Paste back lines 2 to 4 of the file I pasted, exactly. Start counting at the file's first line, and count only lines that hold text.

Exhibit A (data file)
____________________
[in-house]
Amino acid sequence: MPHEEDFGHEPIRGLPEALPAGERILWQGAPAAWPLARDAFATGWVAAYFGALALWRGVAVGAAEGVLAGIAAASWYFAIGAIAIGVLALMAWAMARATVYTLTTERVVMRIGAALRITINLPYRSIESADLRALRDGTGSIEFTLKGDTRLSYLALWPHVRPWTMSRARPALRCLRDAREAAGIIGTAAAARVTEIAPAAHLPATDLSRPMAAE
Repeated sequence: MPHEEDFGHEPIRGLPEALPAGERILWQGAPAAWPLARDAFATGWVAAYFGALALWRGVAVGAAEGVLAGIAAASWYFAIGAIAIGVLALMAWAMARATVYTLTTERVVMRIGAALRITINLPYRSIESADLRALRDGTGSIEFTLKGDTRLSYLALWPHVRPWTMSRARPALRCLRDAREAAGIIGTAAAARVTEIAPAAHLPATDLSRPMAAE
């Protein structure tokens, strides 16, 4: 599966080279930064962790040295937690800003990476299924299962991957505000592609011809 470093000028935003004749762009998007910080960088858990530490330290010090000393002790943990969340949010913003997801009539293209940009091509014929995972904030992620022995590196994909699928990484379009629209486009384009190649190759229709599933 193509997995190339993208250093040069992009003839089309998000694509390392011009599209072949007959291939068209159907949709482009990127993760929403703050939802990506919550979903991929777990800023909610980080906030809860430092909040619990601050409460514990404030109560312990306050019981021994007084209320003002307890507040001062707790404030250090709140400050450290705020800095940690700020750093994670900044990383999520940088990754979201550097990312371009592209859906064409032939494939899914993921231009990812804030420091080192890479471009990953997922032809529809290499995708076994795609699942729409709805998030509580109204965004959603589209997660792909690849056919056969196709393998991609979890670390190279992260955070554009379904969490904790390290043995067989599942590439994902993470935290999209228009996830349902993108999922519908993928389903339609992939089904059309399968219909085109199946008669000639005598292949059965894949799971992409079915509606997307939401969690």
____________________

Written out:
Amino acid sequence: MPHEEDFGHEPIRGLPEALPAGERILWQGAPAAWPLARDAFATGWVAAYFGALALWRGVAVGAAEGVLAGIAAASWYFAIGAIAIGVLALMAWAMARATVYTLTTERVVMRIGAALRITINLPYRSIESADLRALRDGTGSIEFTLKGDTRLSYLALWPHVRPWTMSRARPALRCLRDAREAAGIIGTAAAARVTEIAPAAHLPATDLSRPMAAE
Repeated sequence: MPHEEDFGHEPIRGLPEALPAGERILWQGAPAAWPLARDAFATGWVAAYFGALALWRGVAVGAAEGVLAGIAAASWYFAIGAIAIGVLALMAWAMARATVYTLTTERVVMRIGAALRITINLPYRSIESADLRALRDGTGSIEFTLKGDTRLSYLALWPHVRPWTMSRARPALRCLRDAREAAGIIGTAAAARVTEIAPAAHLPATDLSRPMAAE
């Protein structure tokens, strides 16, 4: 599966080279930064962790040295937690800003990476299924299962991957505000592609011809 470093000028935003004749762009998007910080960088858990530490330290010090000393002790943990969340949010913003997801009539293209940009091509014929995972904030992620022995590196994909699928990484379009629209486009384009190649190759229709599933 193509997995190339993208250093040069992009003839089309998000694509390392011009599209072949007959291939068209159907949709482009990127993760929403703050939802990506919550979903991929777990800023909610980080906030809860430092909040619990601050409460514990404030109560312990306050019981021994007084209320003002307890507040001062707790404030250090709140400050450290705020800095940690700020750093994670900044990383999520940088990754979201550097990312371009592209859906064409032939494939899914993921231009990812804030420091080192890479471009990953997922032809529809290499995708076994795609699942729409709805998030509580109204965004959603589209997660792909690849056919056969196709393998991609979890670390190279992260955070554009379904969490904790390290043995067989599942590439994902993470935290999209228009996830349902993108999922519908993928389903339609992939089904059309399968219909085109199946008669000639005598292949059965894949799971992409079915509606997307939401969690």